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Video: CSAC’s Andy Foster explains why Jon Jones wasn’t sanctioned for VADA test

The Jon Jones drug test saga continued earlier this week when it was revealed that a lingering steroid metabolite resurfaced in the light heavyweight champ’s Voluntary Anti-Doping Association (VADA) drug test stemming from UFC 232 last month.

Remember, this is the same lingering steroid metabolite that popped up on Jones’ United States Anti-Doping Agency (USADA) test prior to UFC 232 and forced the promotion’s hand to move the event from Las Vegas to California on a weeks notice.

While all of the specialists are leading fight fans and fellow UFC fighters to believe that Jones’ abnormal results are coming in picogram form and ultimately stem from previous ingestion, it’s hard to completely ignore the situation. It’s especially hard for a fighter like Alexander Gustafsson, who lost his light heavyweight title rematch with Jones at UFC 232 via third-round TKO.

California State Athletic Commission (CSAC) executive officer Andy Foster, who assisted the move of UFC 232 from Las Vegas to Los Angeles, explained Jones’ situation in further detail in a recent interview with Fightful’s James Lynch (video shown above):

“The scientists have said there was no evidence of re-administration, the evidence…when we go back and look at the testing from August until now. It is indisputable that there’s been no re-administration and there’s no way to prove re-administration between July and what I believe is August of 2018, so Jon Jones, like any athlete, is afforded the presumption of innocence. That doesn’t change based on who you are, he served his time…he sat out his time and scientists say…multiple scientists have said, including the expert scientist that I used when I got Jon for the metabolite in 2017, put in writing that there’s no evidence of re-administration.”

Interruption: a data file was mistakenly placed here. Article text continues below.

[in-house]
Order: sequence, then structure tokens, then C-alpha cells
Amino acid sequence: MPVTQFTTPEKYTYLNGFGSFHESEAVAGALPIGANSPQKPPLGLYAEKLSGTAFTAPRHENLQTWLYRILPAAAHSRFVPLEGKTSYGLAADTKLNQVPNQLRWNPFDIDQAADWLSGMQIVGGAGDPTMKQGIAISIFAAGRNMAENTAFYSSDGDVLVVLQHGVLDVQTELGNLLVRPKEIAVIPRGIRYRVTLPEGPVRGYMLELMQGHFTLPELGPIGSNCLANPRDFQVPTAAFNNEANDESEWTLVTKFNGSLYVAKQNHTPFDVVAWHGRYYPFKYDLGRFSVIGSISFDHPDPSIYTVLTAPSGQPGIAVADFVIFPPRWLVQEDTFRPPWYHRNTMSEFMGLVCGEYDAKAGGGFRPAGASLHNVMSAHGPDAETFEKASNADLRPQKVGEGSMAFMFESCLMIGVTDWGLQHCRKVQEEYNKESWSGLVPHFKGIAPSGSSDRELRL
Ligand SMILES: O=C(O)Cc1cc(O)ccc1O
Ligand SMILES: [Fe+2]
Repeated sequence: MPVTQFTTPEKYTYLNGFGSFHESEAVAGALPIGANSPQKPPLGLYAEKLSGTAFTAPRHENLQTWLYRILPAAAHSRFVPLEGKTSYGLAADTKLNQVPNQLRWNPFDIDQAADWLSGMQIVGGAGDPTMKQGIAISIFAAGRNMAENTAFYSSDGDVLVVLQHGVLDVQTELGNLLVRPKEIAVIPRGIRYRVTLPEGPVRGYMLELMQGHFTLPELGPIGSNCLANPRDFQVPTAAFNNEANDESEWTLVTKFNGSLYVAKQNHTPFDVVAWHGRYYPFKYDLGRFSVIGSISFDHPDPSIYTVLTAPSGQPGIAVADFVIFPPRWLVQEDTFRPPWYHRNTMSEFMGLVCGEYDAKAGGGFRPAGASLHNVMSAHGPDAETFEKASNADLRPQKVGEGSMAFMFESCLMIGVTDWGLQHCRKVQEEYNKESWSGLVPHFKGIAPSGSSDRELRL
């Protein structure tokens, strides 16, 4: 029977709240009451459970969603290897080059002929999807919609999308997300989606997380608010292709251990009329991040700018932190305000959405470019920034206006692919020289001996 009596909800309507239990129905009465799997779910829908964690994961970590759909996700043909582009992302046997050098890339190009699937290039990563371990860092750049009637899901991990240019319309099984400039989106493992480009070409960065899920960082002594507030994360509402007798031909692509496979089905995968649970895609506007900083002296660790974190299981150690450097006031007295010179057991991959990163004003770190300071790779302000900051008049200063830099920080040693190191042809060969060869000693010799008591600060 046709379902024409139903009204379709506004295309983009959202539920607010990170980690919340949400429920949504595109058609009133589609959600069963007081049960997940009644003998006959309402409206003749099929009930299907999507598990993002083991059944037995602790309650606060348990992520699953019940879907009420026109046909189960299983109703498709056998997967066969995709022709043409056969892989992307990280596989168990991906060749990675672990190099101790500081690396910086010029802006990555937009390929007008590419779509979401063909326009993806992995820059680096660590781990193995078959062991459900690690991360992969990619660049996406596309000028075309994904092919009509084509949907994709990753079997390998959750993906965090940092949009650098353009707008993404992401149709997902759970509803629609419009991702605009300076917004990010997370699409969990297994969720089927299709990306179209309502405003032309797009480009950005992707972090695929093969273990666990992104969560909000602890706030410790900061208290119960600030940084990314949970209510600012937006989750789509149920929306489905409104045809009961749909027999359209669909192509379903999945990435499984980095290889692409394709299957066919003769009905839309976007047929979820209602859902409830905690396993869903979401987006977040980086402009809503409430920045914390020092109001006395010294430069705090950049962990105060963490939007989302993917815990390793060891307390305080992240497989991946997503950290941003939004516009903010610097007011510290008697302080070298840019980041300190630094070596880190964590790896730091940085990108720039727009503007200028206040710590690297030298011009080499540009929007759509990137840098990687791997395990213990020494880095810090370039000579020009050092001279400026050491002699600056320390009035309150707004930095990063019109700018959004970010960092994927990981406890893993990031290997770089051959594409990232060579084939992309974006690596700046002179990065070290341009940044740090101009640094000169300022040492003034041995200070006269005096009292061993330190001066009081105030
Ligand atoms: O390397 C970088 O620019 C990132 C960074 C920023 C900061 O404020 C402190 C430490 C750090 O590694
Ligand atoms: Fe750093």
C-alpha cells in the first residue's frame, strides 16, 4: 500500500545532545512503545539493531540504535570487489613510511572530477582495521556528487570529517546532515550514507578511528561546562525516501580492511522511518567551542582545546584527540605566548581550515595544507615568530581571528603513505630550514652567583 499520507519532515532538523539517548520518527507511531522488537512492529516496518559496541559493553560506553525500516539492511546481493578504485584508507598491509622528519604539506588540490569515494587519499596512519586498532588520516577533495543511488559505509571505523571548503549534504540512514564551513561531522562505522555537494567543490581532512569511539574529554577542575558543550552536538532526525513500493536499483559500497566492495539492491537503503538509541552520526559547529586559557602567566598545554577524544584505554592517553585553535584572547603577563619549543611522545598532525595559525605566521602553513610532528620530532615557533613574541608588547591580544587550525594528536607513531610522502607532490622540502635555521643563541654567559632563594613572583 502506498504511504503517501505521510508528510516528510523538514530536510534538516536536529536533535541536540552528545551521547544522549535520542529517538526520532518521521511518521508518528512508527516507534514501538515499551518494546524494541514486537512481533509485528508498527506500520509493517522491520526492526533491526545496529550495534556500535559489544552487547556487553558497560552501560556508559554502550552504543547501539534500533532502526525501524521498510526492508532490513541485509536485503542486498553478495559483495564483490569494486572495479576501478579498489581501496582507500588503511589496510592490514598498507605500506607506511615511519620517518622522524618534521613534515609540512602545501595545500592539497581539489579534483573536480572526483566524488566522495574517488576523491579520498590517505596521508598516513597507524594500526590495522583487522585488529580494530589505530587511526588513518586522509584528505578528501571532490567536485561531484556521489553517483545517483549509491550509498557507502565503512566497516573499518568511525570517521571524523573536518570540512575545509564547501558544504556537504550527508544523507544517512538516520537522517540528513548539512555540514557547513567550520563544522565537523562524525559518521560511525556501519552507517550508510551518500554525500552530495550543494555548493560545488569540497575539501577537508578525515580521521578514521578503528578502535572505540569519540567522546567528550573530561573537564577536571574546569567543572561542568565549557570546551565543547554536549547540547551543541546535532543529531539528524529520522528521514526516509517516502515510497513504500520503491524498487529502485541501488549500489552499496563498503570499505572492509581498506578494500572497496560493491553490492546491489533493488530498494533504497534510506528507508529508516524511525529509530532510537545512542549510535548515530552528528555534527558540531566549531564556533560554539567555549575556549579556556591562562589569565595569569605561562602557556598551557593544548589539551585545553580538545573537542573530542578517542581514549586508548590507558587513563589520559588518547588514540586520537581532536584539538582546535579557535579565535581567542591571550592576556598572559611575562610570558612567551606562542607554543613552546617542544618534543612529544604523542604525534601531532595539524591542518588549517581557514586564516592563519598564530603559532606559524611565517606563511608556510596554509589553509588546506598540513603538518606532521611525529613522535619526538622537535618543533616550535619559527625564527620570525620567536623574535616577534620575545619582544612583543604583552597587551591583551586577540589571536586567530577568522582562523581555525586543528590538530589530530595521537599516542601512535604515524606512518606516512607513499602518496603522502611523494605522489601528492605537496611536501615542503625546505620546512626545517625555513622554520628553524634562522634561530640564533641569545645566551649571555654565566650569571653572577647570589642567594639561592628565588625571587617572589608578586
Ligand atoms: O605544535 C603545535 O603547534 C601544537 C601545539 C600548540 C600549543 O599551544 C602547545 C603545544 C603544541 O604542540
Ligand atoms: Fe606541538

That’s all well and good, but it’s going to be more and more difficult to convince the combat community, especially UFC light heavyweight contenders, that these tests should be accepted as the norm when it comes to Jones.

With new science being used and Jones subjecting himself to additional drug testing maybe we’ll get a deeper understand of the lingering picograms in the near future. Until then, the speculation will continue to surround Jones and his return to glory atop the UFC’s 205-pound division.

Jones is currently slated to defend his title against Anthony Smith at UFC 235 this March in Las Vegas pending license approval from the Nevada State Athletic Commission (NSAC).

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